When someone dies, it is traditional to hold a wake. It’s a time for relatives and friends to gather during the nights before the funeral to offer commiserations and support for the grieving ones.
Wakes are thought to have originated within the realm of Catholicism, when the idea was to keep a vigil over the dead one’s soul to ensure its safe passage to the hereafter, and to make sure that there was no mistake in the pronouncement of death.
Various rituals accompanied them: windows were left open; mirrors were covered or turned around; clocks were stopped; household pets were not allowed into the wake house. I suppose that the practices varied depending on the locale and its specific customs.
In some cultures, they are sombre affairs: a night spent in prayer, mournful dirges, not much chatter—complete devotion to promoting the welfare of the deceased. In some religious communities, where burial is mandated within 24 hours, as in Islam, that single night assumes that shroud of solemnity.
I did not know until a few months ago, when my father died, that Jehovah Witnesses do not hold wakes. It caused some confusion, because most of his relatives do not belong to the religion and took it for granted that a wake would be held at his house. His widow barely participated.
Although she had not tried to stop it, it was clear that her discomfort was caused by more than her personal loss. Relatives were arriving bearing food and drink, and for a few nights the house was actively keeping itself busy. Chatter, chatter, chatter, as people caught up with family members they had not seen for years.
One of the elders from the Kingdom Hall eventually explained that while members of the congregation might visit the bereaved, there was no structured gathering, such as was taking place.
It was a situation that is common enough in the mishmash that is our society.
While there are groups who prefer a reverential atmosphere, there are those who take the occasion as a celebration of life. An occasion to pay tribute, flinging out stories of the deeds of the departed, sharing reminiscences. This is a gathering at the opposite end of the spectrum.
It is one that is very common in our part of the world. The wake house is transformed into an open house. The community generally comes together to construct temporary accommodation, pitching tents, laying out chairs, stringing electric cords for additional light bulbs—one of the remnants of neighbourliness.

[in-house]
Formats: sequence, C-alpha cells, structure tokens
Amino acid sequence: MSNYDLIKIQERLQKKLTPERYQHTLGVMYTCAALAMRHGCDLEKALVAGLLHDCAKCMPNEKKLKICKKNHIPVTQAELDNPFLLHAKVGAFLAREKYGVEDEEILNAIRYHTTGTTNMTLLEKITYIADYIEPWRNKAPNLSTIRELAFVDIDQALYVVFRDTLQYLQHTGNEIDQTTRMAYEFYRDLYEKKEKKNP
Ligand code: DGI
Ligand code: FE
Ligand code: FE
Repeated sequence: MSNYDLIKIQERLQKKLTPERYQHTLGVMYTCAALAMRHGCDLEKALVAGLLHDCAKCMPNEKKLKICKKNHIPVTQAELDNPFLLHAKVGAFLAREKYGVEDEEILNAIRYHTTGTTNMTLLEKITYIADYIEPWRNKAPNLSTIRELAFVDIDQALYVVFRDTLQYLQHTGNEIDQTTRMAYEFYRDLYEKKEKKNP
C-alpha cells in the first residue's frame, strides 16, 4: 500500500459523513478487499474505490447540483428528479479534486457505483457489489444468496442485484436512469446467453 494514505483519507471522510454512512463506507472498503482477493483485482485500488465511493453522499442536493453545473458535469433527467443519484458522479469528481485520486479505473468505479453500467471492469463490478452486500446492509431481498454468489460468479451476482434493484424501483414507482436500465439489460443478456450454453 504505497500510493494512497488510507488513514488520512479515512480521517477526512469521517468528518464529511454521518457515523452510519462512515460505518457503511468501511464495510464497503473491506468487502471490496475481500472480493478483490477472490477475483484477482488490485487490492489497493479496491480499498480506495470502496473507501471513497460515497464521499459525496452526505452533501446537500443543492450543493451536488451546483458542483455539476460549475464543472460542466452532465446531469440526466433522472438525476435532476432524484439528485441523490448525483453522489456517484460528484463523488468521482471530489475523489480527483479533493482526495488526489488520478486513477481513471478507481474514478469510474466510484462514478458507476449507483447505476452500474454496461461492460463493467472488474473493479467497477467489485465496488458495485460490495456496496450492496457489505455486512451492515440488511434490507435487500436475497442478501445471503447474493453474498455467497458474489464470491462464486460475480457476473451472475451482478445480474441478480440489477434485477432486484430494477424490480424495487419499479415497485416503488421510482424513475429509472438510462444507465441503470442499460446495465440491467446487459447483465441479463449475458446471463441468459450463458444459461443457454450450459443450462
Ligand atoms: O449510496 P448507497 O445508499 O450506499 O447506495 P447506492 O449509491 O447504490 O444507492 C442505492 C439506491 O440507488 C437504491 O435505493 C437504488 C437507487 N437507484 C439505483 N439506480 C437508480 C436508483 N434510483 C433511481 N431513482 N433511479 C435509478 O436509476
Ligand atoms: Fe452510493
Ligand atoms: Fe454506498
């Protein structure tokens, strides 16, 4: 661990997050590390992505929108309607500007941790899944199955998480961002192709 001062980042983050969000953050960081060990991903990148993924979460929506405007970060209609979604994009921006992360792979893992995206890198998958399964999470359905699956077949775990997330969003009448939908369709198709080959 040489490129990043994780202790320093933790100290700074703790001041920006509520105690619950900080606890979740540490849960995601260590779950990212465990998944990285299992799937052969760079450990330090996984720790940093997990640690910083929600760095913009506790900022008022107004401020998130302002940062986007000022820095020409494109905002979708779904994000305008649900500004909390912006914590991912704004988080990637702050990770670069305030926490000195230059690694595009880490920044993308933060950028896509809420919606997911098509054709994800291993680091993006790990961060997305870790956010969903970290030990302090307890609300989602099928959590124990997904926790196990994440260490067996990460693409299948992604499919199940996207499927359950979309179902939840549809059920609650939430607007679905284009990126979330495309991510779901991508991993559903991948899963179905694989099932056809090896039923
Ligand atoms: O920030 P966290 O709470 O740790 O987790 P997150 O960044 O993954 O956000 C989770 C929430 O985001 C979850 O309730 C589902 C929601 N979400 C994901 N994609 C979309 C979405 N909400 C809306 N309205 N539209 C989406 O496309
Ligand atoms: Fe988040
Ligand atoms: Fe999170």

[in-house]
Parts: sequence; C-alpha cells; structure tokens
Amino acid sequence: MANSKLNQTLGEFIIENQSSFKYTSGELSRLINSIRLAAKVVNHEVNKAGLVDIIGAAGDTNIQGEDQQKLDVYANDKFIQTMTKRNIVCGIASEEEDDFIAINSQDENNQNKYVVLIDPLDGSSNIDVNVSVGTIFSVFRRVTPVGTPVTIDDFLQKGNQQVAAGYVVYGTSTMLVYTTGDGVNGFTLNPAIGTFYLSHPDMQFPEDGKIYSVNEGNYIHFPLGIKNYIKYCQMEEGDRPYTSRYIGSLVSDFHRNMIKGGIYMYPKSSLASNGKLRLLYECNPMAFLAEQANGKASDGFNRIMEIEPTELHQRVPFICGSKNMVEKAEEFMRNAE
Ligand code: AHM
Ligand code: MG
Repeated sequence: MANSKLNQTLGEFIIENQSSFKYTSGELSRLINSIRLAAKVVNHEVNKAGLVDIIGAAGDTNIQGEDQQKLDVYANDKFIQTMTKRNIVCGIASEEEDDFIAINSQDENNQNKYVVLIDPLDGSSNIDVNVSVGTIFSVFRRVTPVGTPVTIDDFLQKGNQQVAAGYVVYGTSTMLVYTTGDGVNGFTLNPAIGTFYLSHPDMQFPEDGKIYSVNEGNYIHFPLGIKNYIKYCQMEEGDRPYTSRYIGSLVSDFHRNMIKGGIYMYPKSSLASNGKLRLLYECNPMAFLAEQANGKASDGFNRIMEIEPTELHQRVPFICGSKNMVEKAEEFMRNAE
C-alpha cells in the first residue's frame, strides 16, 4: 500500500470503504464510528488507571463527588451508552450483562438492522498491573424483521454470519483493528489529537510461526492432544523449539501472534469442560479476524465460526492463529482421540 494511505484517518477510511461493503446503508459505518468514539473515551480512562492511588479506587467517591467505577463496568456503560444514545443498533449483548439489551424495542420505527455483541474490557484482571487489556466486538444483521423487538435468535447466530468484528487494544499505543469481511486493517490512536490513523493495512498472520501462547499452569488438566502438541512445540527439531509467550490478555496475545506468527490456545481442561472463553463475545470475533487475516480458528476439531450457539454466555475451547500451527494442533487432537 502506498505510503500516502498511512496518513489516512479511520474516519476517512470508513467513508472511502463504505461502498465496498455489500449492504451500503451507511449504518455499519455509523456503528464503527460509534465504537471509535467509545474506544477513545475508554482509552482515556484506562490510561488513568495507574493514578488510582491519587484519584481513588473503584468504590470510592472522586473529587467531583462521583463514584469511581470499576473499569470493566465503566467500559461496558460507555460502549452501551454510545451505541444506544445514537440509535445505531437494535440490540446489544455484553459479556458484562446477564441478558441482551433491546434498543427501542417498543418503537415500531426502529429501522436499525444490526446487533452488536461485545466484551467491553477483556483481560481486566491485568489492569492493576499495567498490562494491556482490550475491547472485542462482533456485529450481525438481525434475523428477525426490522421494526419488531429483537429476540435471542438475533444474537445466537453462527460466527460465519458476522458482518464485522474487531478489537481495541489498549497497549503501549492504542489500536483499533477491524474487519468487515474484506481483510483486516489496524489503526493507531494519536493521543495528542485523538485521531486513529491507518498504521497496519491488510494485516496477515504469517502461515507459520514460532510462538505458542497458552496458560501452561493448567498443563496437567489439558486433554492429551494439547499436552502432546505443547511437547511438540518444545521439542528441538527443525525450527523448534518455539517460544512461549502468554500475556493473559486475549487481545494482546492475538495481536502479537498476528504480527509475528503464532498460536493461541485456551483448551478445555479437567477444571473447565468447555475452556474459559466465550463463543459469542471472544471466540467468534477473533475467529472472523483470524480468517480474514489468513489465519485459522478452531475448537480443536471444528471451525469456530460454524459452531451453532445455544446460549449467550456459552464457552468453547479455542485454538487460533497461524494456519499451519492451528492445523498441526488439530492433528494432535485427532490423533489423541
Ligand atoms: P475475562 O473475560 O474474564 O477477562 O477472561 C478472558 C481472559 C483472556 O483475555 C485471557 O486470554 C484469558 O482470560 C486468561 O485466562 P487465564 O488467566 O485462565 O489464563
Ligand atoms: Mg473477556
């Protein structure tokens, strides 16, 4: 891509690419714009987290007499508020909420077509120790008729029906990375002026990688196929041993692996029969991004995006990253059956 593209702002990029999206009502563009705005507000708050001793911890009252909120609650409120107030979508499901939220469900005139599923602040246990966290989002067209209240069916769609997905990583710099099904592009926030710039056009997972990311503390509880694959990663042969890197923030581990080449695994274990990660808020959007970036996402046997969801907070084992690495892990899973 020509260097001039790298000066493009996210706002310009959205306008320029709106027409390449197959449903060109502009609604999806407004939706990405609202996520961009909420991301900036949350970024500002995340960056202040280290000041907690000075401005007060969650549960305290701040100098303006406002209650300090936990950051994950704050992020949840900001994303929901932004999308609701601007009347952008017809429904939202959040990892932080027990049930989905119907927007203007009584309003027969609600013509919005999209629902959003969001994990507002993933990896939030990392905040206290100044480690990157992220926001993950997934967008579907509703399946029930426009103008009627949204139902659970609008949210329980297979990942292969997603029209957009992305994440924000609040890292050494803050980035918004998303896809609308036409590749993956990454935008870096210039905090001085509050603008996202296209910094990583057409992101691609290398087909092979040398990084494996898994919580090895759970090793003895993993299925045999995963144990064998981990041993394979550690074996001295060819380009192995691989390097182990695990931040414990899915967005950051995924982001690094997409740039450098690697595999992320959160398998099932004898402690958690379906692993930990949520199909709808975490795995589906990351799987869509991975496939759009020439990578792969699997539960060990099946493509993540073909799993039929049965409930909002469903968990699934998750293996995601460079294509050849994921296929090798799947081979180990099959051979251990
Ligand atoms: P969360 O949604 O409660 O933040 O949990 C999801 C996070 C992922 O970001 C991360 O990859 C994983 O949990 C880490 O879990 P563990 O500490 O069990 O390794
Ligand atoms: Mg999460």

There was a time when the fare was generally strong black coffee, sometimes with condensed milk, and Crix biscuits with cheese. Cooking food within the home was one of the taboos.
As gregarious as we are, the mood—no matter the intention—would soon find its way to admit jollity. There would be singing, dancing, story-telling, music, alcohol discreetly circulated, and the soul would find itself surrounded by the conviviality of people who have an unvarnished concept of life and its counterpart, death.
A wake served also as a time of subtle courtship for the younger ones, whose hormones were very much alive despite the occasion.
Several elements of those social gatherings were abruptly disconnected by the arrival of the Covid pandemic globally. Wakes, funerals, nine-night vigils, 40-day memorials, 13-day pujas, all of these rituals were snatched away, leaving the grief-stricken with no sense of closure. It was particularly hard when deaths were growing by the millions globally.
That need for closure found its way into the arrival of funerals, wakes and memorial services conducted online. These events are being live-streamed and posted on social media platforms so that anyone with an interest could witness or participate. People from all over the world could join in and share their feelings.
I recall listening in as friends from Australia, India, England, Canada, the USA and other distant places came together to participate for almost two weeks after the death of one of the family’s early Covid losses. My niece in France pulled the whole thing together.
They did the same when my father died, allowing his siblings in Canada to be a part. In fact, this has become the way of funerals now. It might have started in the belly of the pandemic, but it has established itself as a part of the rituals associated with death.
While it has meant that the significant aspect of hospitality, involving food, drink and accommodation, has all but disappeared, it has presented a different tenor to these gatherings. I have witnessed some very rambunctious events—akin to a house party where one could easily forget the nature of the occasion amidst the din.
What has been transformed is the way multiple conversations used to be going on simultaneously. Cliques of chatter now give way to an orderly turn at the microphone to say a few words. People have a chance to hear what speakers have to say, not just those from within their groups. It also means that physical distance does not necessarily deprive someone from saying their farewells.
There is something very even-handed about that—except of course there are always those who are timid about speaking in front of many who might be fairly unfamiliar to them.
It has always fascinated me; the way we deal with death. I have never been one for funerals but I am always ready to celebrate life, this arbitrary journey we all make to its ultimate end.
Great article Mrs.Vaneisa baksh. Enjoyed it